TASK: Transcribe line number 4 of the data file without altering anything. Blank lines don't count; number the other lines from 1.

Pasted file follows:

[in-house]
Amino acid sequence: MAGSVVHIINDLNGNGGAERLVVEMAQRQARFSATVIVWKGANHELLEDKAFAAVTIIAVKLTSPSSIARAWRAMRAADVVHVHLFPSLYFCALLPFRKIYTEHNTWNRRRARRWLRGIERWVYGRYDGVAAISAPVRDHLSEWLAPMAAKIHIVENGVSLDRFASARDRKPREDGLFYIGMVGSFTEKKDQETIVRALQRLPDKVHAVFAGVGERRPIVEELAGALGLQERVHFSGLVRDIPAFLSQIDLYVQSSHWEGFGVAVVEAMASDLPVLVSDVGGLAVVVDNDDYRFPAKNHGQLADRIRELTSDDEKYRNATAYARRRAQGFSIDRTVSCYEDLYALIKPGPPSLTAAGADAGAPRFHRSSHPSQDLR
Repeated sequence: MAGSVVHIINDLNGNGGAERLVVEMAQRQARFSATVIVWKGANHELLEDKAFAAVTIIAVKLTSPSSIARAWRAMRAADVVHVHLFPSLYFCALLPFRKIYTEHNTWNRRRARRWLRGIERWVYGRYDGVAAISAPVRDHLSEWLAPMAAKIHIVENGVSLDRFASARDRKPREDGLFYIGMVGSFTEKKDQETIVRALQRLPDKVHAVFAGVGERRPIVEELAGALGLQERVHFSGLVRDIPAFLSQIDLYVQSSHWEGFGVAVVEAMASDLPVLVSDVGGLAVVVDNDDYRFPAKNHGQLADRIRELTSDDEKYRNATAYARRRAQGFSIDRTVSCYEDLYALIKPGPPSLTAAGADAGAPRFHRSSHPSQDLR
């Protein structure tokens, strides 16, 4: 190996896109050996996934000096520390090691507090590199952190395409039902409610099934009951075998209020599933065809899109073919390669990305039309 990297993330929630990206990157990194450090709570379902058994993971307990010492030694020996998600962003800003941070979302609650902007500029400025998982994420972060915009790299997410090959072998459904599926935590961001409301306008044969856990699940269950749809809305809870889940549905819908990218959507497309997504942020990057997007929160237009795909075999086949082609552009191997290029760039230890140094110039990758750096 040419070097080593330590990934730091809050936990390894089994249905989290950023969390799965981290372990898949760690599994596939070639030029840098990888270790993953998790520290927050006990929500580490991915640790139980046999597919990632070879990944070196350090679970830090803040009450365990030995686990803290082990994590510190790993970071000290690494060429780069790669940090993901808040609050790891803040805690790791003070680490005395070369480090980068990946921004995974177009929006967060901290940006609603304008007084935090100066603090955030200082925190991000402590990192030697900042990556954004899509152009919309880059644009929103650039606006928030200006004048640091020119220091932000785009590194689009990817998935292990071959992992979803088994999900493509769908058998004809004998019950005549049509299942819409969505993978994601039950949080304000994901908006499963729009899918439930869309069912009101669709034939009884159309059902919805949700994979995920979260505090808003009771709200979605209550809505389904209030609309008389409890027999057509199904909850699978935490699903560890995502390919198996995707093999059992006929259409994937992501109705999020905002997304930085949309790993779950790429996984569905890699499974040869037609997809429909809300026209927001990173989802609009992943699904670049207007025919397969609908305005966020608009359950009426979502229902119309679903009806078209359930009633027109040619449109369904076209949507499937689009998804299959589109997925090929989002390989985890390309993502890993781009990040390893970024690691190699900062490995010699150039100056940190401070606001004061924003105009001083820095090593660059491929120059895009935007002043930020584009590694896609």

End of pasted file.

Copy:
């Protein structure tokens, strides 16, 4: 190996896109050996996934000096520390090691507090590199952190395409039902409610099934009951075998209020599933065809899109073919390669990305039309 990297993330929630990206990157990194450090709570379902058994993971307990010492030694020996998600962003800003941070979302609650902007500029400025998982994420972060915009790299997410090959072998459904599926935590961001409301306008044969856990699940269950749809809305809870889940549905819908990218959507497309997504942020990057997007929160237009795909075999086949082609552009191997290029760039230890140094110039990758750096 040419070097080593330590990934730091809050936990390894089994249905989290950023969390799965981290372990898949760690599994596939070639030029840098990888270790993953998790520290927050006990929500580490991915640790139980046999597919990632070879990944070196350090679970830090803040009450365990030995686990803290082990994590510190790993970071000290690494060429780069790669940090993901808040609050790891803040805690790791003070680490005395070369480090980068990946921004995974177009929006967060901290940006609603304008007084935090100066603090955030200082925190991000402590990192030697900042990556954004899509152009919309880059644009929103650039606006928030200006004048640091020119220091932000785009590194689009990817998935292990071959992992979803088994999900493509769908058998004809004998019950005549049509299942819409969505993978994601039950949080304000994901908006499963729009899918439930869309069912009101669709034939009884159309059902919805949700994979995920979260505090808003009771709200979605209550809505389904209030609309008389409890027999057509199904909850699978935490699903560890995502390919198996995707093999059992006929259409994937992501109705999020905002997304930085949309790993779950790429996984569905890699499974040869037609997809429909809300026209927001990173989802609009992943699904670049207007025919397969609908305005966020608009359950009426979502229902119309679903009806078209359930009633027109040619449109369904076209949507499937689009998804299959589109997925090929989002390989985890390309993502890993781009990040390893970024690691190699900062490995010699150039100056940190401070606001004061924003105009001083820095090593660059491929120059895009935007002043930020584009590694896609």